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The past year has presented many challenges in the supply chain. A boom in e-commerce, unemployment fluctuation, labor participation, and commodity prices have contributed heavily to the volatility of the economy.

Many industry experts in manufacturing and distribution have noted the turbulence in the supply chain. This was fuelled in part by a skyrocketing unemployment rate that settled back into increased demand after the start of the pandemic.

Compounded by this higher demand, the ten year outlook is drastic for the manufacturing labor market. The Manufacturing Institute forecasts that unfilled roles in the sector could have a trillion dollar economic impact to GDP by 2030.

With this kind of demand for workers, and the unemployment rate still not returning to pre-pandemic levels, you might be wondering what is going on.

 

What’s making it hard to find workers?

A popular theory is that the rate and amount of economic stimulus and unemployment benefits are offsetting workers’ desire to return to open roles.

This is partially correct, except for the part about people’s willingness to work.

The ultimate reason workers are not returning at a faster pace is rooted in an economic and monetary nightmare: inflation.

Inflation and labor participation are co-dependent dynamics. One does not cause the other. At the end of the day, workers are also consumers.

E-commerce demand and commodities from lumber, gas, corn, and aluminum are spiking. Those commodities go into everyday goods. Verticals like CPG are facing enormous economic pressure in the cost of packaging, transportation, and ingredients.

Consumers are still paying for these goods because the economic stimulus and expanded unemployment benefits have injected more dollars into the money supply (a 105% increase in M1) at a faster rate than at any point in history.

The normal economic cycles that lead to inflation generally include the following: 

  • an increase in prices for commodities used to make everything (e.g. lumber) 
  • a higher cost of production for manufacturers
  • producers passing those costs to consumers

The increased cost for finished goods drives higher wage rates. This is happening now, and consumers are generally accepting those price increases. Whether their spending will continue after stimulus stops, time will tell. But for now, they are seeing prices rise and want to maintain their cash flow, which means they're asking for higher wages.

The rising costs of goods and wage pressures lead to businesses looking for workers at pre-pandemic wages and wondering - where are they?

 

Ways to win workers in this environment

With stimulus flowing and dollar supply high, businesses will have to get creative to attract workers back to the production line. There are four main ways to win over workers right now:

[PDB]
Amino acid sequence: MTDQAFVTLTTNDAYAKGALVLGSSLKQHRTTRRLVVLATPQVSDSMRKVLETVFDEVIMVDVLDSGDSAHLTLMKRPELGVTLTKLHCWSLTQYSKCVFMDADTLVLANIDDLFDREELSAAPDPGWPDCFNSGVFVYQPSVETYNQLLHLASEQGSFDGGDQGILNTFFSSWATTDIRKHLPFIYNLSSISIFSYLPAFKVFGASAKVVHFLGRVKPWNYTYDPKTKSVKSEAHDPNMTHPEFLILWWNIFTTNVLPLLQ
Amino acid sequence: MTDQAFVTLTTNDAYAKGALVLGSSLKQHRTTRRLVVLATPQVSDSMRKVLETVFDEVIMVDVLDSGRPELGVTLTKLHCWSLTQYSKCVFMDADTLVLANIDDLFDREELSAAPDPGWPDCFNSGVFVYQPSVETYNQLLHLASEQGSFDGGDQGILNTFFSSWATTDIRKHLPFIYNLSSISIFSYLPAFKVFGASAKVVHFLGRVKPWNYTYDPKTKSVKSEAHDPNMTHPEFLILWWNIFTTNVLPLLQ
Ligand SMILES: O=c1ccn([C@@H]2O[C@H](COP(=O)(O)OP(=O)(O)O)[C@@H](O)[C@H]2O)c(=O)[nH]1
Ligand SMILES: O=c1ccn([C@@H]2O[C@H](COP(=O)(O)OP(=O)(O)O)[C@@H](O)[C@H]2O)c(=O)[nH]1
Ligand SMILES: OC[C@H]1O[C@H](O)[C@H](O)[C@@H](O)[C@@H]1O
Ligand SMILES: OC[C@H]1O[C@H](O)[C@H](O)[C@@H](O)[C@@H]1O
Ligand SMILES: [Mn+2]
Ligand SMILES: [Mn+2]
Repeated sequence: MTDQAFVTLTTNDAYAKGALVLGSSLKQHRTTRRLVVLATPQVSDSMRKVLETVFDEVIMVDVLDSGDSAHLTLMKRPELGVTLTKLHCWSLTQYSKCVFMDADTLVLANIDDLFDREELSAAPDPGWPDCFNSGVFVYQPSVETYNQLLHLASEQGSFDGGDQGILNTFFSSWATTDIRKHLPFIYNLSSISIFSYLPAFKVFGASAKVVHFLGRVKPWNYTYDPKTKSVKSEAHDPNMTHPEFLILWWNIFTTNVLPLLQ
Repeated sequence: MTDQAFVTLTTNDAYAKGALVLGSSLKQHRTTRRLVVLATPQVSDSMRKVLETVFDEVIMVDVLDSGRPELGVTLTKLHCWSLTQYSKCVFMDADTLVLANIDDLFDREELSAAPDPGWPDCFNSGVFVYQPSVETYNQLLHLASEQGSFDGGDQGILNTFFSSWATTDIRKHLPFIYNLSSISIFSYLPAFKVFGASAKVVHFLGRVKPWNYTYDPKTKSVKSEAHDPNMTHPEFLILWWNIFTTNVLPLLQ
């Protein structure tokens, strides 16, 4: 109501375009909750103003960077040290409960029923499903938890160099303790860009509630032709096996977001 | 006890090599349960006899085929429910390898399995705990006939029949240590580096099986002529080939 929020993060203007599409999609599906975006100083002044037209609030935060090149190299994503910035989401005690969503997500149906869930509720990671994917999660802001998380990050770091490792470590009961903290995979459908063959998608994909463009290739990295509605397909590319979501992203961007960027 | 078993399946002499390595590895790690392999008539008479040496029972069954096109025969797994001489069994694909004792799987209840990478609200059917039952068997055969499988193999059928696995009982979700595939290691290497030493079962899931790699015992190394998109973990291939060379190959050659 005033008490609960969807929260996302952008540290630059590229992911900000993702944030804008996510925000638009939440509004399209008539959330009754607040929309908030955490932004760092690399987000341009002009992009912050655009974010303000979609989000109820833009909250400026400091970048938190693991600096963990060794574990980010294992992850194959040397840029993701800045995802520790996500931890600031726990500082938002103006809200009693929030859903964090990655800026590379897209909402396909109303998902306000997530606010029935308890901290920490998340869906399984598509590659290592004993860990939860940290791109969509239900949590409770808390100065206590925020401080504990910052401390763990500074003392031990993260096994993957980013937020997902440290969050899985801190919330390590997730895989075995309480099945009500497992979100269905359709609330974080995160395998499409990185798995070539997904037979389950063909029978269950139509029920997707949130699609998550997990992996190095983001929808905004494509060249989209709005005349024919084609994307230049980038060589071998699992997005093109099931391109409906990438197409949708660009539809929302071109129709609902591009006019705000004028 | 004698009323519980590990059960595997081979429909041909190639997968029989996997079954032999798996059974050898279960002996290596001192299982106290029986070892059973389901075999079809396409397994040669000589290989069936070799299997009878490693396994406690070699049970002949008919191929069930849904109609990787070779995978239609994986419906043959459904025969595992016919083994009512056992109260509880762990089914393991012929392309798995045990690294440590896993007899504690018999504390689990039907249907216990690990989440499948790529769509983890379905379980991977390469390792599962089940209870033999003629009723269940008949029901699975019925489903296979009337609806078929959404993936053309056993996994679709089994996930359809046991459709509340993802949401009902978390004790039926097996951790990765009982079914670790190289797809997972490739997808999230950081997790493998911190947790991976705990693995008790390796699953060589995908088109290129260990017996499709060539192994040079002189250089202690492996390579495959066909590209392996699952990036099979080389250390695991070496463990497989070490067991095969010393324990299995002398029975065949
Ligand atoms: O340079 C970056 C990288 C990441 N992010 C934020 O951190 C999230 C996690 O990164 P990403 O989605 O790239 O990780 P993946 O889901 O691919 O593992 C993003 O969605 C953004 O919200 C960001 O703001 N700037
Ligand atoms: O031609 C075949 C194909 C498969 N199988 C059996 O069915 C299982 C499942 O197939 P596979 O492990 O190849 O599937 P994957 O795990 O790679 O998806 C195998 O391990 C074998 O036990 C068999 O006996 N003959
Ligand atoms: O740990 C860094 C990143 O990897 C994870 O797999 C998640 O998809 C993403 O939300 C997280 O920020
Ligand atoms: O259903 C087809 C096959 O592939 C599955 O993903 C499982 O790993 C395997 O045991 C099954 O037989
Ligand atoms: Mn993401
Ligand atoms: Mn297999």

1. Get competitive with rates. Manufacturing, distribution, logistics and warehousing will have to put their absolute best offer on the market to attract the volume of workers needed. If anything, the last year has taught everyone that nothing is static in this environment. Wage rates will settle, and you’ll have developed a loyal following when labor costs plateau.
  2. Focus on productivity versus long term retention. Why set the goal of 100% staffing to averages, when no one knows where the demand will be a month, quarter, or year from now? Filling headcount based on these averages will cost you. You’ll sink the cost into on-boarding, training, and retention. Then, you'll see the dynamic shift, demand reduce, or turnover happen. Shortening the cycle of work to match productivity fits the work environment and matches the desire of the labor force. Workers are looking for the highest earning potential without long term commitment.
  3. Treat the worker as a consumer. Give them the buying power they need! With the cost of everything going up, doing work for the pay set before the pandemic is not an attractive offer in most circumstances. If workers are looking at what they can make in a day, and realizing it is not going to cover necessities like food, gas, and clothing, they are less likely to participate and potentially be discouraged. Make the work opportunity attractive in the form of the scope, flexibility, and the reward for productivity.
  4. Incrementalize work. To make the work most productive, you have to match it to demand. Latency is a killer in the over-staffed environment. Labor costs are flying out the door, productivity is low, and you might end up making a tough decision about downsizing. By offering the “worker as a consumer” approach, your business can offer schedule flexibility, pay above market rates, and address demand in real time.

 

How to incrementalize work and gain flexibility

Two of the ways to win over workers we mentioned above require a way to match labor capacity to demand. At Veryable, we see the impact this has on businesses every day as they use our on-demand labor marketplace to flex their labor capacity. You can bring in workers within days rather than weeks, and build up a labor pool of trained workers on standby.

Read our blog on what on-demand labor is and how it can help you find workers for incremental work.

Matt Horine

Written by Matt Horine